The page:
Resources

Client Alerts, News Articles, Blog Posts, & Multimedia

Everything you need to know about BMD and the industry.

CLIENT ALERT: New Overtime Rule Raises Minimum Salary Requirements and Other Changes to the Fair Labor Standards Act

Client Alert

Today, the U.S. Department of Labor (DOL) issued its Final Rule updating the regulations under the Fair Labor Standard Act:

Effective January 1, 2020, employees who make less than $35,568 are now eligible for overtime pay under a final rule issued by the U.S. Department of Labor (“DOL”). The DOL expects 1.3 million workers to become newly eligible for overtime by updating the thresholds.  The new rule will raise the salary threshold to $684 per week ($35,568 annualized) from $455 per week. This means that even if your employee qualifies under one of the overtime exemptions, if the employee is not earning at least $684/week, the employee will be eligible for overtime and minimum wage requirements.

The new rule which revised the regulations issued under the Fair Labor Standards Act (FLSA) is expected to prompt employers to reclassify exempt workers to nonexempt status and raise the pay for others above the new threshold. 

In addition to raising the salary threshold for exempt workers, the new rule raised the threshold for highly compensated employees from $100,000 a year to $107,432 a year for full-time salaried workers. This means that employees classified as highly compensated for purposes of obtaining overtime exemption will now need to be paid at least $107,432/year.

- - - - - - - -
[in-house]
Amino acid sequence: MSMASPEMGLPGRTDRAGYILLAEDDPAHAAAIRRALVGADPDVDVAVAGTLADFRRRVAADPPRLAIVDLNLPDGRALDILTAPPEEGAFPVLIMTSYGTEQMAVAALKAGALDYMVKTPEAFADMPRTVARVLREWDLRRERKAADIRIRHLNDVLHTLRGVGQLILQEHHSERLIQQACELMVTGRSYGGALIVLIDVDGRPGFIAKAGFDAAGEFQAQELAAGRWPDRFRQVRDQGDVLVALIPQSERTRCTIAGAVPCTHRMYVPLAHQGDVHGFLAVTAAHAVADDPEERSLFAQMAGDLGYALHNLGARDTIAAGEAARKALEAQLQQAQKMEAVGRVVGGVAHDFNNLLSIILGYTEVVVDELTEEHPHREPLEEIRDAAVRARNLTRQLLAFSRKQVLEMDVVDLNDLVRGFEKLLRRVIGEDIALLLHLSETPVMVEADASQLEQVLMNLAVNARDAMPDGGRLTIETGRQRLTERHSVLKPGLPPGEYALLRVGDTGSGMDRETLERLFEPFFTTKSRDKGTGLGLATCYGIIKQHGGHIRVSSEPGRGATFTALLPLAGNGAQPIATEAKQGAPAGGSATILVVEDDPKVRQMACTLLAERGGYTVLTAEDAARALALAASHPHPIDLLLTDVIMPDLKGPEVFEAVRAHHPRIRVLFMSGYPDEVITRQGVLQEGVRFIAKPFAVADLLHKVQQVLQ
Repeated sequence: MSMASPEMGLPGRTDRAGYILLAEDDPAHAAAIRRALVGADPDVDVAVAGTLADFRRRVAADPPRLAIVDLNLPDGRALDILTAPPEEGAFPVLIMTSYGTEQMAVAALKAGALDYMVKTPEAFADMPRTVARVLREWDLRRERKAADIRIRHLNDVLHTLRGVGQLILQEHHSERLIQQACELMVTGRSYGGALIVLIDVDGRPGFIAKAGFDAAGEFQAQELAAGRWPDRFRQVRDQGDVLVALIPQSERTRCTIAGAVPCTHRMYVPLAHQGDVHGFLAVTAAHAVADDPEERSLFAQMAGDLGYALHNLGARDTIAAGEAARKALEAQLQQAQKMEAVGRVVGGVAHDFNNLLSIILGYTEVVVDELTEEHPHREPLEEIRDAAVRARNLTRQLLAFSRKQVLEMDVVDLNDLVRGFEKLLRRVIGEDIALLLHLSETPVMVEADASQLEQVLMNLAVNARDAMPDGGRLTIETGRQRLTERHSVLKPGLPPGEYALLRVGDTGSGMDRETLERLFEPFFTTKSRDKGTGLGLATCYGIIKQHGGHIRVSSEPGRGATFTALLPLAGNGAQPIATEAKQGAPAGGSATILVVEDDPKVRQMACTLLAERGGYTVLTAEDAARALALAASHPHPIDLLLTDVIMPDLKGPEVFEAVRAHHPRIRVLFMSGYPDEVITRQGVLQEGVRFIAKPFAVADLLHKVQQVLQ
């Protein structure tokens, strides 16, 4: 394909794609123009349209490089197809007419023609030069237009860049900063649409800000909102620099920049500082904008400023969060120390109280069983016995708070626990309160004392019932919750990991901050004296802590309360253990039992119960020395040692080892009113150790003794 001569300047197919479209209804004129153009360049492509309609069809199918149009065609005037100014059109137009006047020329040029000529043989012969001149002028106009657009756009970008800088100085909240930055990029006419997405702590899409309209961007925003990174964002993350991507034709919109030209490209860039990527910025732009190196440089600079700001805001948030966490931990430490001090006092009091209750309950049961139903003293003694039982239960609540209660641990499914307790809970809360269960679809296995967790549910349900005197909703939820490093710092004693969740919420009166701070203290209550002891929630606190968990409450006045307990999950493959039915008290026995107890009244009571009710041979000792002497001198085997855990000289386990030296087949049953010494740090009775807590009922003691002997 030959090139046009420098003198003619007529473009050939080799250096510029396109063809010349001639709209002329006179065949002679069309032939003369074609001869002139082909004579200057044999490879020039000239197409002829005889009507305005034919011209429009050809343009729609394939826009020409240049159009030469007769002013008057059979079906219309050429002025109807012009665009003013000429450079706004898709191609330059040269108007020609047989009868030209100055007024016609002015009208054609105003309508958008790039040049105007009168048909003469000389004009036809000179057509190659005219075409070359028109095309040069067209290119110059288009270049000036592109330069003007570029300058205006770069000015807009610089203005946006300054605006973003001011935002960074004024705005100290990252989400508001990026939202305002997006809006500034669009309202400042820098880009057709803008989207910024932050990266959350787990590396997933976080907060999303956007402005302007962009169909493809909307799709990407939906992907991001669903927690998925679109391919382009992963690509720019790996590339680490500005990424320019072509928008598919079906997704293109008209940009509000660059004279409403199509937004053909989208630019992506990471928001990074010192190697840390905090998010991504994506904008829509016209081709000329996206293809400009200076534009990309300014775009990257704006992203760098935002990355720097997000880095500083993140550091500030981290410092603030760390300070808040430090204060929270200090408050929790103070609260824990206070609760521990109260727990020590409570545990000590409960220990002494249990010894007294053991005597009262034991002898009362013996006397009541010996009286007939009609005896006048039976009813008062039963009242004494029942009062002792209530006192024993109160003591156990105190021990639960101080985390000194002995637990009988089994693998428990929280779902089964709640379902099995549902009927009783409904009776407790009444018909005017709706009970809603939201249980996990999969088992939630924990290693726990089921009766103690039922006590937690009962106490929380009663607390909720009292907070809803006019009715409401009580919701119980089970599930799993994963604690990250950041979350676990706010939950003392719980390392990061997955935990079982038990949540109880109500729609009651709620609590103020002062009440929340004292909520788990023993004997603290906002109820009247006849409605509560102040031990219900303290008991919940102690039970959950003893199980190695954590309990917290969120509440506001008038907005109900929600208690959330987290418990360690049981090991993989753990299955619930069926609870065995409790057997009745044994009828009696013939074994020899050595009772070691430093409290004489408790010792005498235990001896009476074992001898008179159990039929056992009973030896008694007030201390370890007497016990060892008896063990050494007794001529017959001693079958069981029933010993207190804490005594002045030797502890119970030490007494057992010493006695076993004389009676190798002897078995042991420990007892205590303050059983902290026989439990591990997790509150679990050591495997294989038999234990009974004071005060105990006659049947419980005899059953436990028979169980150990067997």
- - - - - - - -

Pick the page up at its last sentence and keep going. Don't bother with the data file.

The Final Rule also allows employers to use non-discretionary bonuses and incentive payments (including commissions) that are paid at least annually to satisfy up to 10 percent of the standard salary level, in recognition of evolving pay practices.

How does this affect Employers?

In order to comply with the Final Rule, employers will need to consider a few different options for employees classified as exempt but earn less than $684/week. Employers must review their roster of current exempt earners and, if they earn less than $684/week, the employers must implement one of the following options:

  • Beginning January 1, 2020, employers can remove the exemption status from these employees and begin paying overtime for all hours worked over 40 hours per week.

 OR

  • Beginning on January 1, 2020, employers can remove the exemption status from these employees, forbid overtime, and hire or reassign additional employees to cover any increase in workflow.

OR

  • Beginning on January 1, 2020, employers can increase the salaries of these employees to meet the minimum salary threshold of $35,568/year and at least $684/week, thus qualifying them for the overtime exemption.

Employers must weigh the cost of raising employee salaries above the new threshold against the cost of reclassifying employees as nonexempt and paying overtime. 

The ultimate decisions made by the employer should be strongly considered as any change in employee classification or reorganization of employee structure may impact employee morale. In addition, we view the “duties test” as even more important for employees whose salaries are on the border of the revised threshold. For these employees, it is now more important than ever before that employers ensure correct exemption classification and, if employers ultimately discover improper classifications, they should use this time as an opportunity to reclassify the exemption status for these employees.